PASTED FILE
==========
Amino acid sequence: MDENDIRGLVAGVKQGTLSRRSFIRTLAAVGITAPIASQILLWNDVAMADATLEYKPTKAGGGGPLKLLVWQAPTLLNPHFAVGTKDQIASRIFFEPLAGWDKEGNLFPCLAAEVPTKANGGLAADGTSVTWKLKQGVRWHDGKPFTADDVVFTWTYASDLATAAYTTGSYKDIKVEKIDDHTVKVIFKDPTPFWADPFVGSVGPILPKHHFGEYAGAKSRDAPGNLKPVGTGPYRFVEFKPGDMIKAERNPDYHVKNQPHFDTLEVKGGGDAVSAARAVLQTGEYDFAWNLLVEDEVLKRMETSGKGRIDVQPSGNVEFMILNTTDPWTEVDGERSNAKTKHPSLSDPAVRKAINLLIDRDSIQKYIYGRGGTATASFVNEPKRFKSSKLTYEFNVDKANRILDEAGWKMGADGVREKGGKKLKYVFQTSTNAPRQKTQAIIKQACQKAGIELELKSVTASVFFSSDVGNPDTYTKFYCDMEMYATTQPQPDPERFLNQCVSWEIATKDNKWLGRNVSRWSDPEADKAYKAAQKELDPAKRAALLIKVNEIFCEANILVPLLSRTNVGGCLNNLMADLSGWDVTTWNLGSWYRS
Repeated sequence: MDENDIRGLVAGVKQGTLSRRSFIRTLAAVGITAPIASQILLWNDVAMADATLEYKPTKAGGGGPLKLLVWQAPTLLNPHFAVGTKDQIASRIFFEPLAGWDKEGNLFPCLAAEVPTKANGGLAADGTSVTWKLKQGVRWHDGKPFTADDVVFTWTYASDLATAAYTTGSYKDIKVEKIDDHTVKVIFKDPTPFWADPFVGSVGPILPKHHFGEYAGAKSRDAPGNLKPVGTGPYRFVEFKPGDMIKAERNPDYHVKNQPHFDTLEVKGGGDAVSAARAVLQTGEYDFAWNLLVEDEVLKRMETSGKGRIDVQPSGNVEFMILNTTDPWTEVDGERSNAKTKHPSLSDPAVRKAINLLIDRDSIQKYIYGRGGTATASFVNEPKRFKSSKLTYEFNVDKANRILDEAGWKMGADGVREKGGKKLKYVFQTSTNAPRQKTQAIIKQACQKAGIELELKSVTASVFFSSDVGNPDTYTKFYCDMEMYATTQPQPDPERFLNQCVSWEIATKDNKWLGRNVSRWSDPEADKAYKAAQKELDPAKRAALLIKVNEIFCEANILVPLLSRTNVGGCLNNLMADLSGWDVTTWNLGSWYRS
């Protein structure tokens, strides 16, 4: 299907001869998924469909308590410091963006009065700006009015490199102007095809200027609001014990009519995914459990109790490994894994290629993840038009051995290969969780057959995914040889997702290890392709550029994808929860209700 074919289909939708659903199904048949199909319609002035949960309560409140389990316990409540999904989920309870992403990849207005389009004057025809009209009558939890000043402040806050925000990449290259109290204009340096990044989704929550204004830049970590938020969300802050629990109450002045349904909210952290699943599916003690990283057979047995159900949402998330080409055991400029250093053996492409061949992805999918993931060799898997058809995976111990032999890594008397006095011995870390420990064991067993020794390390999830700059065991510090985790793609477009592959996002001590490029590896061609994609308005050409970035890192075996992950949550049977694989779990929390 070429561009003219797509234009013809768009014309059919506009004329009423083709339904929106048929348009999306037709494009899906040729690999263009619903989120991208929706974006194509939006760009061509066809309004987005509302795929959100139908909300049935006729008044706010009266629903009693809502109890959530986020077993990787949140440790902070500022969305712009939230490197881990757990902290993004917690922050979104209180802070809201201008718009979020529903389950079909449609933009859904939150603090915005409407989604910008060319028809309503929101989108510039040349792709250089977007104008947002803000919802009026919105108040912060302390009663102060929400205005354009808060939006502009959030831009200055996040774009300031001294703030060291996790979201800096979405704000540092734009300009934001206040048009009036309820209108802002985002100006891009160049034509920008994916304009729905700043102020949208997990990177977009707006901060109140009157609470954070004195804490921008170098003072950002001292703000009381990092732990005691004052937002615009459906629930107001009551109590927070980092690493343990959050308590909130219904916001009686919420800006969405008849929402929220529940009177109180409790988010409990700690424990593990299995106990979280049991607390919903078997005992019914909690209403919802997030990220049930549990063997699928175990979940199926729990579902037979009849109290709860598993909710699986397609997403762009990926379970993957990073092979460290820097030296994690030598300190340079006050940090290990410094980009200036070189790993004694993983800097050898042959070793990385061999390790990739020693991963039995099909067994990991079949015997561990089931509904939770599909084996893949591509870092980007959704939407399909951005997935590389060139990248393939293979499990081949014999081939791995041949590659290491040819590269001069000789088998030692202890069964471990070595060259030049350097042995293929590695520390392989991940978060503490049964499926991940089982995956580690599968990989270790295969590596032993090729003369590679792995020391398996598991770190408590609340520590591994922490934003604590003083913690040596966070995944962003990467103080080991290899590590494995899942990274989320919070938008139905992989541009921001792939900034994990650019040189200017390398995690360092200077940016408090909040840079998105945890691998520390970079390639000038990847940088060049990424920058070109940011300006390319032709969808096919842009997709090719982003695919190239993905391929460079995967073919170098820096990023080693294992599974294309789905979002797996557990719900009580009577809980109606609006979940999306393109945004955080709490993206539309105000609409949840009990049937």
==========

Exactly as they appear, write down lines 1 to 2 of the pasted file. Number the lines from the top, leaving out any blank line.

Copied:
Amino acid sequence: MDENDIRGLVAGVKQGTLSRRSFIRTLAAVGITAPIASQILLWNDVAMADATLEYKPTKAGGGGPLKLLVWQAPTLLNPHFAVGTKDQIASRIFFEPLAGWDKEGNLFPCLAAEVPTKANGGLAADGTSVTWKLKQGVRWHDGKPFTADDVVFTWTYASDLATAAYTTGSYKDIKVEKIDDHTVKVIFKDPTPFWADPFVGSVGPILPKHHFGEYAGAKSRDAPGNLKPVGTGPYRFVEFKPGDMIKAERNPDYHVKNQPHFDTLEVKGGGDAVSAARAVLQTGEYDFAWNLLVEDEVLKRMETSGKGRIDVQPSGNVEFMILNTTDPWTEVDGERSNAKTKHPSLSDPAVRKAINLLIDRDSIQKYIYGRGGTATASFVNEPKRFKSSKLTYEFNVDKANRILDEAGWKMGADGVREKGGKKLKYVFQTSTNAPRQKTQAIIKQACQKAGIELELKSVTASVFFSSDVGNPDTYTKFYCDMEMYATTQPQPDPERFLNQCVSWEIATKDNKWLGRNVSRWSDPEADKAYKAAQKELDPAKRAALLIKVNEIFCEANILVPLLSRTNVGGCLNNLMADLSGWDVTTWNLGSWYRS
Repeated sequence: MDENDIRGLVAGVKQGTLSRRSFIRTLAAVGITAPIASQILLWNDVAMADATLEYKPTKAGGGGPLKLLVWQAPTLLNPHFAVGTKDQIASRIFFEPLAGWDKEGNLFPCLAAEVPTKANGGLAADGTSVTWKLKQGVRWHDGKPFTADDVVFTWTYASDLATAAYTTGSYKDIKVEKIDDHTVKVIFKDPTPFWADPFVGSVGPILPKHHFGEYAGAKSRDAPGNLKPVGTGPYRFVEFKPGDMIKAERNPDYHVKNQPHFDTLEVKGGGDAVSAARAVLQTGEYDFAWNLLVEDEVLKRMETSGKGRIDVQPSGNVEFMILNTTDPWTEVDGERSNAKTKHPSLSDPAVRKAINLLIDRDSIQKYIYGRGGTATASFVNEPKRFKSSKLTYEFNVDKANRILDEAGWKMGADGVREKGGKKLKYVFQTSTNAPRQKTQAIIKQACQKAGIELELKSVTASVFFSSDVGNPDTYTKFYCDMEMYATTQPQPDPERFLNQCVSWEIATKDNKWLGRNVSRWSDPEADKAYKAAQKELDPAKRAALLIKVNEIFCEANILVPLLSRTNVGGCLNNLMADLSGWDVTTWNLGSWYRS